Updating the Map
In 2009, the Human Connectome Project (HCP) was launched to to build a “network map” (connectome) for the healthy human brain. The purpose of the connectome is to decipher the amazingly complex wiring diagram to reveal what makes us uniquely human and what makes every person different from all others. Dr. Olaf Sporns from Indiana University at Bloomington, author of Networks of the Brain (February 2011) has been leading the work of creating a complete connection (network) map of the brain. According to Sporns, “Understanding the human brain is one of the great scientific challenges of the 21st century.”
The HCP will comprehensively map human brain circuitry in 1,200 healthy adults using cutting-edge methods of noninvasive neuroimaging. It will yield invaluable information about brain connectivity, its relationship to behavior, and the contributions of genetic and environmental factors to individual differences in brain circuitry. Consider the discovery in 2008 that London taxi drivers have a special form of navigation system in their brains. The study on how the brain functions under very specific conditions, had cabbies navigate a virtual simulation of various routes through the streets of London while their brains were scanned via Functional Magnetic Resonance Imaging(fMRI). According to the BBC report on research lead Dr Hugo Spiers from University College London, “Different brain regions were activated as they considered route options, spotted familiar landmarks or thought about their customers.” Maybe that voice in our heads is our own personal version of the voice on our GPS?
Jonah Lehrer, author of Proust Was A Neuroscientist and How we Decide has written that the latest consumer technologies have a way of becoming metaphors for the mind. “Before the brain was a binary code running on three pounds of cellular microchips, it was an impressive calculator, or a camera, or a blank slate. In other words, we’re constantly superimposing the gadgets of the day onto the cortex.” In that context, understanding the brain as a GPS system makes sense.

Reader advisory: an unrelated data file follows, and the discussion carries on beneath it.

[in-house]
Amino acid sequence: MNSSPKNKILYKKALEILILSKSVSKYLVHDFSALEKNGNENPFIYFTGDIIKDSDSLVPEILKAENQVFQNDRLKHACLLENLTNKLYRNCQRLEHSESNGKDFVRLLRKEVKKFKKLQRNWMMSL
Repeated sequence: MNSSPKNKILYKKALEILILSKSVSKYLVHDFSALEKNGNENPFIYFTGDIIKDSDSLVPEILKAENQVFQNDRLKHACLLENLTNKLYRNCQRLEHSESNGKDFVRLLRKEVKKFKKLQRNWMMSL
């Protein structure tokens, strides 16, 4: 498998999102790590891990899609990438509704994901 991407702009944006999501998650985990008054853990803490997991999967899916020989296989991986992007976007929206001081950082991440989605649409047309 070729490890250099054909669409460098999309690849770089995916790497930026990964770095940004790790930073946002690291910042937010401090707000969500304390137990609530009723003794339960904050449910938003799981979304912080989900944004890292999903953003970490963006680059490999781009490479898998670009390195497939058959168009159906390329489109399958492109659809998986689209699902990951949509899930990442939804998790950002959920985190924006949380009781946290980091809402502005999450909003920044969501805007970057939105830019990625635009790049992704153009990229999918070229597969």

An article in ScienceDaily (Mar. 8, 2011) reports research that suggests that “the human brain operates as a highly interconnected small-world network, not as a collection of discrete regions as previously believed.” Research published in the Journal of Neuroscience describes the relationship of the brain’s neural networks and specific cognitive functions such as information processing and language.
Another report in Science Daily (July, 2011) referenced an article in the journal Cerebral Cortex, showing that the brain is characterized by a highly consistent, weighted network among the functional areas of the cortex, which are responsible for such functions as vision, hearing, touch, movement control and complex associations. Maria Ercsey-Ravasz and Zoltan Toroczkai of the University of Notre Dame’s Interdisciplinary Center for Network Science and Applications (iCeNSA), suggests that researchers have given up on the potential of using computer circuitry as a helpful metaphor. “It turns out the brain is not just this beautiful circuitry you could just back-engineer,” Toroczkai says. “It is an amazingly complex system, and this is why it is very hard to understand why it works.”
As we fast forward to 2017, it is only surprising that the wide spread acceptance of the brain as a complex network is less than 10 years old. A 2016 article, Human brain mapped in unprecedented detail, in Nature is a snapshot of the accelerating knowledge base being created in brain mapping and neuroscience. This video offers insights on both how far we have come and how far we have yet to go.
As Plexus reviews it’s own thinking and contributions over the past decade, the importance of “network thinking” has been an important part of our research, conversations and practice in organizations. Working in Networks is one of four current Plexus Initiatives & Project areas that Address real-world challenges through the understanding, advancement and diffusion of ideas and practices rooted in the principles of complexity.
This post was originally written by Lisa Kimball, Thursday, July 21, 2011.